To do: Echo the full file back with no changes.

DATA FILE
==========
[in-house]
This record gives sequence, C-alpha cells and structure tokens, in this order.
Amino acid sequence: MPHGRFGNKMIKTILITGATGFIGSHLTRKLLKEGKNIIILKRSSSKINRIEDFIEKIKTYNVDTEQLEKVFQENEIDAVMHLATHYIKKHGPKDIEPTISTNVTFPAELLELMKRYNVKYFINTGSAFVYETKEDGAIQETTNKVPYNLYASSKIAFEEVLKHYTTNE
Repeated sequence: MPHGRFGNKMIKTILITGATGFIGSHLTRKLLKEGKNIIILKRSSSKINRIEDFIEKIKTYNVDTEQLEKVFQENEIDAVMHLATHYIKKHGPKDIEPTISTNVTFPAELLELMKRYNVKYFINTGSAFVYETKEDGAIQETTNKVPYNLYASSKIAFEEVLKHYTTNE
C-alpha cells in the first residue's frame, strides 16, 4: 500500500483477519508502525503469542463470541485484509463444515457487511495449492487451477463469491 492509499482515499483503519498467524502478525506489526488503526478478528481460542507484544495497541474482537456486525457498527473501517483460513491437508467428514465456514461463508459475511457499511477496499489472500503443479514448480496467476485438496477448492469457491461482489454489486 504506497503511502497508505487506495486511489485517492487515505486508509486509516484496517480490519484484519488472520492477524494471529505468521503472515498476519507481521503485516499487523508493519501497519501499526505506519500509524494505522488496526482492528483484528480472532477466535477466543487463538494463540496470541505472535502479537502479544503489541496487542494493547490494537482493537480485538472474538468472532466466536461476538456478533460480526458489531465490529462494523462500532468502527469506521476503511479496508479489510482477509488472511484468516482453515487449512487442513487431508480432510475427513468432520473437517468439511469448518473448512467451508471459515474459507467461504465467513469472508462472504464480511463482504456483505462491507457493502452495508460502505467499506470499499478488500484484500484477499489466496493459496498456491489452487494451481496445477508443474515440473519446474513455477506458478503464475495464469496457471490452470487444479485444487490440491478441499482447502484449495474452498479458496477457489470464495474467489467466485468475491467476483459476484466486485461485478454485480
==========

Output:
[in-house]
This record gives sequence, C-alpha cells and structure tokens, in this order.
Amino acid sequence: MPHGRFGNKMIKTILITGATGFIGSHLTRKLLKEGKNIIILKRSSSKINRIEDFIEKIKTYNVDTEQLEKVFQENEIDAVMHLATHYIKKHGPKDIEPTISTNVTFPAELLELMKRYNVKYFINTGSAFVYETKEDGAIQETTNKVPYNLYASSKIAFEEVLKHYTTNE
Repeated sequence: MPHGRFGNKMIKTILITGATGFIGSHLTRKLLKEGKNIIILKRSSSKINRIEDFIEKIKTYNVDTEQLEKVFQENEIDAVMHLATHYIKKHGPKDIEPTISTNVTFPAELLELMKRYNVKYFINTGSAFVYETKEDGAIQETTNKVPYNLYASSKIAFEEVLKHYTTNE
C-alpha cells in the first residue's frame, strides 16, 4: 500500500483477519508502525503469542463470541485484509463444515457487511495449492487451477463469491 492509499482515499483503519498467524502478525506489526488503526478478528481460542507484544495497541474482537456486525457498527473501517483460513491437508467428514465456514461463508459475511457499511477496499489472500503443479514448480496467476485438496477448492469457491461482489454489486 504506497503511502497508505487506495486511489485517492487515505486508509486509516484496517480490519484484519488472520492477524494471529505468521503472515498476519507481521503485516499487523508493519501497519501499526505506519500509524494505522488496526482492528483484528480472532477466535477466543487463538494463540496470541505472535502479537502479544503489541496487542494493547490494537482493537480485538472474538468472532466466536461476538456478533460480526458489531465490529462494523462500532468502527469506521476503511479496508479489510482477509488472511484468516482453515487449512487442513487431508480432510475427513468432520473437517468439511469448518473448512467451508471459515474459507467461504465467513469472508462472504464480511463482504456483505462491507457493502452495508460502505467499506470499499478488500484484500484477499489466496493459496498456491489452487494451481496445477508443474515440473519446474513455477506458478503464475495464469496457471490452470487444479485444487490440491478441499482447502484449495474452498479458496477457489470464495474467489467466485468475491467476483459476484466486485461485478454485480